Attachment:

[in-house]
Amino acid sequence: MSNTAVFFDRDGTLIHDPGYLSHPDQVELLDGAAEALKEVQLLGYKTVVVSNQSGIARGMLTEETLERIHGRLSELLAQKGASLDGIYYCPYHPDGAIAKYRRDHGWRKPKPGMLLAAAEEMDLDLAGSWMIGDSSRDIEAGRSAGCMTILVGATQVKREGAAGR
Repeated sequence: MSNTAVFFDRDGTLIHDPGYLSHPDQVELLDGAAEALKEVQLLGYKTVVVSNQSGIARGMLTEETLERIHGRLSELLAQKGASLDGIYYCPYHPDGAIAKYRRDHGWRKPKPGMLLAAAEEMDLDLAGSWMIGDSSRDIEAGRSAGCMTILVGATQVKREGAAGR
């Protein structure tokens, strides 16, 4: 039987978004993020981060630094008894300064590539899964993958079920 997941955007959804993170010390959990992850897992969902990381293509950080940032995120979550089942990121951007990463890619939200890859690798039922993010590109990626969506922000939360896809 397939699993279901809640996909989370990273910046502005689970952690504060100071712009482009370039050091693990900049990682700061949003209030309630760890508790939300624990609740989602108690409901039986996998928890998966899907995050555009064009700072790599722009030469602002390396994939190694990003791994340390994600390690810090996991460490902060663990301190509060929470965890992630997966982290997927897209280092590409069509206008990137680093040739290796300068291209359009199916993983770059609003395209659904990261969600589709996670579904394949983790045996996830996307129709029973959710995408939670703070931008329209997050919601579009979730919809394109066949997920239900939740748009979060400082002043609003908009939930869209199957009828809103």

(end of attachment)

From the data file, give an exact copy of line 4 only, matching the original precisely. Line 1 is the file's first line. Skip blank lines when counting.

């Protein structure tokens, strides 16, 4: 039987978004993020981060630094008894300064590539899964993958079920 997941955007959804993170010390959990992850897992969902990381293509950080940032995120979550089942990121951007990463890619939200890859690798039922993010590109990626969506922000939360896809 397939699993279901809640996909989370990273910046502005689970952690504060100071712009482009370039050091693990900049990682700061949003209030309630760890508790939300624990609740989602108690409901039986996998928890998966899907995050555009064009700072790599722009030469602002390396994939190694990003791994340390994600390690810090996991460490902060663990301190509060929470965890992630997966982290997927897209280092590409069509206008990137680093040739290796300068291209359009199916993983770059609003395209659904990261969600589709996670579904394949983790045996996830996307129709029973959710995408939670703070931008329209997050919601579009979730919809394109066949997920239900939740748009979060400082002043609003908009939930869209199957009828809103």